Magic vs. Celtics: Postgame Report

Josh Cohen
Digital News Manager

By John Denton
Dec. 7, 2016

ORLANDO – All the hallmarks of the Orlando Magic’s stirring play from a rousing road trip – one where they thumped San Antonio, Philadelphia, Detroit and Washington over a nine-day period – mysteriously disappeared in Wednesday’s second half when the Boston Celtics ratcheted up the intensity.

The selfless sharing of the ball, the infectious play defensively that resulted in dozens of swatted shots and violent contests at the rim and the mental and physical grit displayed when things got tough – all those things were surprisingly lacking when fatigue and a lack of execution got the best of the Magic.

Up one at the half and hopeful that it could continue the momentum culled from what looked to be a season-turning road trip, the Magic fell apart in a one-sided second half that forced them to try and stomach a 117-87 home loss to the Boston Celtics.

``We just didn’t play the right way and we didn’t play our game, plus our defense was terrible,’’ huffed Magic center Bismack Biyombo, who had four points and five rebounds in 25 minutes. ``We can sit here and talk about this and that, but we didn’t play the way that we’ve been playing. We started holding onto the ball longer. I don’t think `selfish’ would be the right way to put it, but we didn’t trust the next guy. If you play like that, you are going to lose.’’

That was the fate suffered by the Magic (10-13), which fell flat before an Amway Center crowd of 17,009 that came to see if they could extend the run from the recent 4-1 road trip.

Instead, 24 hours after scoring a season-best 124 points in a hard-fought and emotional victory in Washington, the Magic’s weariness from playing a second time in as many nights was evident all throughout the second half. After shooting 50 percent and making eight of 10 3-pointers in the first half, the Magic slogged their way to 26.7 percent shooting and three-of-16 accuracy from the arc over the final 24 minutes. Orlando was outscored 68-37 in an unsightly second half.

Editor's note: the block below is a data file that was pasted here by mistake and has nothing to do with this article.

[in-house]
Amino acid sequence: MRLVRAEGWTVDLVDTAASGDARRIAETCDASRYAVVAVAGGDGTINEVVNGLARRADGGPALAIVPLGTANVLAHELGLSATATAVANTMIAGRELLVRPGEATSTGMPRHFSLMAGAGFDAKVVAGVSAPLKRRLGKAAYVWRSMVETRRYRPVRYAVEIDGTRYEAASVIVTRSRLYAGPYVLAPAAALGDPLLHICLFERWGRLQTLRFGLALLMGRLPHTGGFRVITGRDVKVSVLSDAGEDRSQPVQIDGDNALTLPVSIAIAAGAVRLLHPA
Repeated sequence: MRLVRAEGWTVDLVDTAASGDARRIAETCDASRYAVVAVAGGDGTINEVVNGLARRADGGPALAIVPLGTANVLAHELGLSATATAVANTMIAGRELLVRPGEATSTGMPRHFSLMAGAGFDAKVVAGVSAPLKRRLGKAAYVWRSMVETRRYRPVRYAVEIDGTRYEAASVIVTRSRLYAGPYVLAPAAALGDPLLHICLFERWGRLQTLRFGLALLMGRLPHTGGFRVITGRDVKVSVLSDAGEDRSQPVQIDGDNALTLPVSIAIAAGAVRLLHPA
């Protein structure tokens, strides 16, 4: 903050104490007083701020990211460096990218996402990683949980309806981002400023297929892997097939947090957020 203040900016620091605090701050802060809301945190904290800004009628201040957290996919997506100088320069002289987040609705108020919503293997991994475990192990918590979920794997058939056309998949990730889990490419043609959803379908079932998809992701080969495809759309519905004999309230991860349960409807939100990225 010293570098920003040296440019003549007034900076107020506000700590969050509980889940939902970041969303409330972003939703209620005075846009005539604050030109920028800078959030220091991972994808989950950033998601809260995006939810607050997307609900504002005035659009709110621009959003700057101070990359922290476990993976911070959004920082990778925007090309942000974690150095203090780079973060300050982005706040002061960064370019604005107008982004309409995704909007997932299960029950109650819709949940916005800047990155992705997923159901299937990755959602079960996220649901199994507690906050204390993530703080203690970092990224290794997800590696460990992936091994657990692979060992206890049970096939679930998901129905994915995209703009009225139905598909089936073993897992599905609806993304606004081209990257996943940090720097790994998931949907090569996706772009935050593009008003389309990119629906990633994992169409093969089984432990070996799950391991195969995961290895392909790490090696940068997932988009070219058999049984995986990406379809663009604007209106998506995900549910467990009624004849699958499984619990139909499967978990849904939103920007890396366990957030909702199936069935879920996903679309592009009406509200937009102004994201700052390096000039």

``They were more aggressive than us in the second half, getting into us, getting into the passing lanes and being more aggressive,’’ said Magic guard Evan Fournier, who finished with 14 points and five assists, but he made just one of seven shots after halftime. ``We lost our rhythm and it seems like we never found it in the second half. It’s frustrating.’’

Orlando not only saw its two-game winning streak come to an end, but it also suffered a fourth straight home loss to drop the record to 4-7 at the Amway Center. Head coach Frank Vogel, who seemed to have pushed all the right buttons of late with a lineup change and some team-bonding moments on the road, knows the Magic must be better at home if they are going to have a realistic shot at reaching the desired goal of the playoffs.

``We want to try to play .500 basketball on the road and be dominant at home,’’ Vogel said. ``We haven’t been near good enough here at home and we need to start showing our fans what we’re capable of doing. We’ve dropped some that we feel like we should have won and we’ve got to start putting together some wins.’’

Winning wasn’t much of a possibility on Wednesday when the road-weary Magic got outscored 36-23 in the third quarter by the rested Celtics (13-9).

An Orlando team that averaged nearly 103 points a game while shooting 48.5 percent from the floor on the recent road trip ground to a halt after posting a 50-49 first-half lead. The Magic missed nine of their first 12 shots of the third quarter, while the Celtics swung the ball around, found cutters and sank nine of 11. By the time rookie Jaylen Brown finished off a three-point play with 3:11 left in the period, the Magic were staring at a 78-60 deficit.

To a man, the Magic didn’t want to blame the difficulty of the schedule, but then again they acknowledged that the deck seemed to be stacked against them by just getting home from a nine-day trip to face a team that had been in Central Florida for 48 hours waiting on them.

``I don’t want to put it on the fatigue, that’s not the problem,’’ Fournier said. ``But our schedule has been very tough. Coming off a back-to-back after a road trip – I’ve never done that in my five years (in the NBA). We’ve just got to stay at it.’’